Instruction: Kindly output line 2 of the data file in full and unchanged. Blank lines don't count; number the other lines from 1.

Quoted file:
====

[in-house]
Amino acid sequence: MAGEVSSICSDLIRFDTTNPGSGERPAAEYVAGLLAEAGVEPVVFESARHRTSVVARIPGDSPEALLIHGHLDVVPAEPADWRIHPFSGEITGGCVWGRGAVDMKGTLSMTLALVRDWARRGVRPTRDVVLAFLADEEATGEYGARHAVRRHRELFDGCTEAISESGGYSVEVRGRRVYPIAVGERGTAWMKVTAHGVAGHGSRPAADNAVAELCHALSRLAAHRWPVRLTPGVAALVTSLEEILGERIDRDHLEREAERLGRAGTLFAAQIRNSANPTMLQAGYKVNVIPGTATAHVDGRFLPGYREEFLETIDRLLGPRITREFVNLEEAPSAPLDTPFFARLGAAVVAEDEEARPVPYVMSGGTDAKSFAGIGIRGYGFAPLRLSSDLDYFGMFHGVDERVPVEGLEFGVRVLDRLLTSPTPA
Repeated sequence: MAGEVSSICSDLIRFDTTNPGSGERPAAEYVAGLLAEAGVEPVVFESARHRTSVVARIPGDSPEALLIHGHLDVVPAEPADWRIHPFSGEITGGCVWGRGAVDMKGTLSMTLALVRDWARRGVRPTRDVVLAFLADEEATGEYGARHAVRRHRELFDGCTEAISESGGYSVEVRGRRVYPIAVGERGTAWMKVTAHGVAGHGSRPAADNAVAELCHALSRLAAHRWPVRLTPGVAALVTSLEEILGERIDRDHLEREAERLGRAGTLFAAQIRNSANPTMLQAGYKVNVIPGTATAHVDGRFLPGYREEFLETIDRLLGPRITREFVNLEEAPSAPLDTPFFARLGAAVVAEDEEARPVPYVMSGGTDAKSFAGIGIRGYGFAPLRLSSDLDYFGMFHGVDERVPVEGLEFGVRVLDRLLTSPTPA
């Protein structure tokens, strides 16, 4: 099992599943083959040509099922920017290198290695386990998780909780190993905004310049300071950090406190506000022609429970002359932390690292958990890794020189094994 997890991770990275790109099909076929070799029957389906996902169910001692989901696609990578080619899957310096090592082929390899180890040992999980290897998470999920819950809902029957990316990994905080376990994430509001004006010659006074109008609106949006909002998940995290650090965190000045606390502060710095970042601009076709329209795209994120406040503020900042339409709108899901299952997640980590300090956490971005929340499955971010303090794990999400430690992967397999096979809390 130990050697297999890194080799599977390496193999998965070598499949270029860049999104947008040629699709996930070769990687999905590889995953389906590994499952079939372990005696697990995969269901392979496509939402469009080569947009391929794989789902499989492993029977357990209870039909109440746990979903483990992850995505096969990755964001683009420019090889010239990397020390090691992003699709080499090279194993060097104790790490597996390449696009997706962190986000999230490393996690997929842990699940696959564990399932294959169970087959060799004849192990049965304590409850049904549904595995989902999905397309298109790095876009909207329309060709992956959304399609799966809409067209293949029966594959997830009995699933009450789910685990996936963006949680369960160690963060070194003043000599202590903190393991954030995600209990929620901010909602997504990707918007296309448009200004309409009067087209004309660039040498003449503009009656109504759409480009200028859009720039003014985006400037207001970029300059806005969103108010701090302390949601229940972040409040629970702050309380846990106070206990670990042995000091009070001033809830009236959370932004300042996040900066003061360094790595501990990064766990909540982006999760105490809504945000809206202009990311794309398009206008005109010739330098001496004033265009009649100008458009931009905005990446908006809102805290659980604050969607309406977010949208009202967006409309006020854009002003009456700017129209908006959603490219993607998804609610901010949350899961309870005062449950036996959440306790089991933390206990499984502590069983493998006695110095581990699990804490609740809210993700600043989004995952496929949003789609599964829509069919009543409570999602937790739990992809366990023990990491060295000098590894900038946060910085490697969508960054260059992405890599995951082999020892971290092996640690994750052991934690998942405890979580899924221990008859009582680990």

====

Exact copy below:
Amino acid sequence: MAGEVSSICSDLIRFDTTNPGSGERPAAEYVAGLLAEAGVEPVVFESARHRTSVVARIPGDSPEALLIHGHLDVVPAEPADWRIHPFSGEITGGCVWGRGAVDMKGTLSMTLALVRDWARRGVRPTRDVVLAFLADEEATGEYGARHAVRRHRELFDGCTEAISESGGYSVEVRGRRVYPIAVGERGTAWMKVTAHGVAGHGSRPAADNAVAELCHALSRLAAHRWPVRLTPGVAALVTSLEEILGERIDRDHLEREAERLGRAGTLFAAQIRNSANPTMLQAGYKVNVIPGTATAHVDGRFLPGYREEFLETIDRLLGPRITREFVNLEEAPSAPLDTPFFARLGAAVVAEDEEARPVPYVMSGGTDAKSFAGIGIRGYGFAPLRLSSDLDYFGMFHGVDERVPVEGLEFGVRVLDRLLTSPTPA